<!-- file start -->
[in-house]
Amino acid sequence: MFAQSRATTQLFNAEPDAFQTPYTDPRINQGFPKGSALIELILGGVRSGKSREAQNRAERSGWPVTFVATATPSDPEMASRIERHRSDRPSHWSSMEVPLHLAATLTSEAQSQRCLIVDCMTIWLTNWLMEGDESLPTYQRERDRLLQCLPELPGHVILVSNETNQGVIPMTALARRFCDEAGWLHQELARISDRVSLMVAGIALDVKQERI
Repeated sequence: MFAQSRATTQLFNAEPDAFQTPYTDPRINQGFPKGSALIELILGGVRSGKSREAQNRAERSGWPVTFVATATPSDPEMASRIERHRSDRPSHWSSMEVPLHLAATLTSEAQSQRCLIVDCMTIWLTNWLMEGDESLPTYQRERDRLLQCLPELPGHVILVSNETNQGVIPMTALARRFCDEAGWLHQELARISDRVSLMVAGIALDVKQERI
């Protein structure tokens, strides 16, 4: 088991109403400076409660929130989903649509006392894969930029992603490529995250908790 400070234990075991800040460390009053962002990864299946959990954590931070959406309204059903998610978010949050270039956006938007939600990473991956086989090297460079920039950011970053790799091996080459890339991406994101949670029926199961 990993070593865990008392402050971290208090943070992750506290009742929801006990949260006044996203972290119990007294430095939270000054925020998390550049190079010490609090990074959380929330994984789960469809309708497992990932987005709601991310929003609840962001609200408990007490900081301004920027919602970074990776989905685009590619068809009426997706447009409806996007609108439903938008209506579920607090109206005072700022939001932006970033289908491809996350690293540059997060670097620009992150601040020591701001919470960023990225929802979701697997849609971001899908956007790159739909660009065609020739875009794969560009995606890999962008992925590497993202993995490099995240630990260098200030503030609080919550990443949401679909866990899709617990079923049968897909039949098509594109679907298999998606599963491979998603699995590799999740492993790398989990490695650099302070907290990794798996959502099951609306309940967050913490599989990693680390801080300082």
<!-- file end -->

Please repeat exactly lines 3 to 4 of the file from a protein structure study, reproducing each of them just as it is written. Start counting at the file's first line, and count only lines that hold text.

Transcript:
Repeated sequence: MFAQSRATTQLFNAEPDAFQTPYTDPRINQGFPKGSALIELILGGVRSGKSREAQNRAERSGWPVTFVATATPSDPEMASRIERHRSDRPSHWSSMEVPLHLAATLTSEAQSQRCLIVDCMTIWLTNWLMEGDESLPTYQRERDRLLQCLPELPGHVILVSNETNQGVIPMTALARRFCDEAGWLHQELARISDRVSLMVAGIALDVKQERI
């Protein structure tokens, strides 16, 4: 088991109403400076409660929130989903649509006392894969930029992603490529995250908790 400070234990075991800040460390009053962002990864299946959990954590931070959406309204059903998610978010949050270039956006938007939600990473991956086989090297460079920039950011970053790799091996080459890339991406994101949670029926199961 990993070593865990008392402050971290208090943070992750506290009742929801006990949260006044996203972290119990007294430095939270000054925020998390550049190079010490609090990074959380929330994984789960469809309708497992990932987005709601991310929003609840962001609200408990007490900081301004920027919602970074990776989905685009590619068809009426997706447009409806996007609108439903938008209506579920607090109206005072700022939001932006970033289908491809996350690293540059997060670097620009992150601040020591701001919470960023990225929802979701697997849609971001899908956007790159739909660009065609020739875009794969560009995606890999962008992925590497993202993995490099995240630990260098200030503030609080919550990443949401679909866990899709617990079923049968897909039949098509594109679907298999998606599963491979998603699995590799999740492993790398989990490695650099302070907290990794798996959502099951609306309940967050913490599989990693680390801080300082």